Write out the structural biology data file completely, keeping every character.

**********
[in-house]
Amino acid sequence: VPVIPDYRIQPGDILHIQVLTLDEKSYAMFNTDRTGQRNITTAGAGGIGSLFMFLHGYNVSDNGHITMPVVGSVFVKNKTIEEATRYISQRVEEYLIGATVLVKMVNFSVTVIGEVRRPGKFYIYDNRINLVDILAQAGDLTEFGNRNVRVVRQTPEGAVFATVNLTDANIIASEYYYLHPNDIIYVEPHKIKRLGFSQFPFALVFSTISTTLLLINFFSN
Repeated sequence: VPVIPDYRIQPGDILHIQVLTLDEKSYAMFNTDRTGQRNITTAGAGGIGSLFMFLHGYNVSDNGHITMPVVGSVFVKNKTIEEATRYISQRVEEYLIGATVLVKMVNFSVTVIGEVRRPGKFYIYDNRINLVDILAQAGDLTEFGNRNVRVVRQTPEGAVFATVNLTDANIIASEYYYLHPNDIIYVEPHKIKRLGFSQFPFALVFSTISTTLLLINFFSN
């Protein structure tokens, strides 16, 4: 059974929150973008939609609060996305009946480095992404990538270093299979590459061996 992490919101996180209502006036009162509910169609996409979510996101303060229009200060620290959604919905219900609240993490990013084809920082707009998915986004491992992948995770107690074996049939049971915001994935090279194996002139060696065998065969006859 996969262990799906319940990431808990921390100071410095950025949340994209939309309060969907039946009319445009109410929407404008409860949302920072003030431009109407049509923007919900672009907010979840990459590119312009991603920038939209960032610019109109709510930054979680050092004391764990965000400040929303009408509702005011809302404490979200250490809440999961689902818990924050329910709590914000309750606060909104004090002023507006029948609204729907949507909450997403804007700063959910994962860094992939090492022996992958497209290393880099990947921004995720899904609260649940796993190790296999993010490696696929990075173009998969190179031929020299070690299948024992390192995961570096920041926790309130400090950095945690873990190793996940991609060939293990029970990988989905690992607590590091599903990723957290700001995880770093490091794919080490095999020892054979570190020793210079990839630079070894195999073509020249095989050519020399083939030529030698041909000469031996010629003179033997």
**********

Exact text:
[in-house]
Amino acid sequence: VPVIPDYRIQPGDILHIQVLTLDEKSYAMFNTDRTGQRNITTAGAGGIGSLFMFLHGYNVSDNGHITMPVVGSVFVKNKTIEEATRYISQRVEEYLIGATVLVKMVNFSVTVIGEVRRPGKFYIYDNRINLVDILAQAGDLTEFGNRNVRVVRQTPEGAVFATVNLTDANIIASEYYYLHPNDIIYVEPHKIKRLGFSQFPFALVFSTISTTLLLINFFSN
Repeated sequence: VPVIPDYRIQPGDILHIQVLTLDEKSYAMFNTDRTGQRNITTAGAGGIGSLFMFLHGYNVSDNGHITMPVVGSVFVKNKTIEEATRYISQRVEEYLIGATVLVKMVNFSVTVIGEVRRPGKFYIYDNRINLVDILAQAGDLTEFGNRNVRVVRQTPEGAVFATVNLTDANIIASEYYYLHPNDIIYVEPHKIKRLGFSQFPFALVFSTISTTLLLINFFSN
């Protein structure tokens, strides 16, 4: 059974929150973008939609609060996305009946480095992404990538270093299979590459061996 992490919101996180209502006036009162509910169609996409979510996101303060229009200060620290959604919905219900609240993490990013084809920082707009998915986004491992992948995770107690074996049939049971915001994935090279194996002139060696065998065969006859 996969262990799906319940990431808990921390100071410095950025949340994209939309309060969907039946009319445009109410929407404008409860949302920072003030431009109407049509923007919900672009907010979840990459590119312009991603920038939209960032610019109109709510930054979680050092004391764990965000400040929303009408509702005011809302404490979200250490809440999961689902818990924050329910709590914000309750606060909104004090002023507006029948609204729907949507909450997403804007700063959910994962860094992939090492022996992958497209290393880099990947921004995720899904609260649940796993190790296999993010490696696929990075173009998969190179031929020299070690299948024992390192995961570096920041926790309130400090950095945690873990190793996940991609060939293990029970990988989905690992607590590091599903990723957290700001995880770093490091794919080490095999020892054979570190020793210079990839630079070894195999073509020249095989050519020399083939030529030698041909000469031996010629003179033997």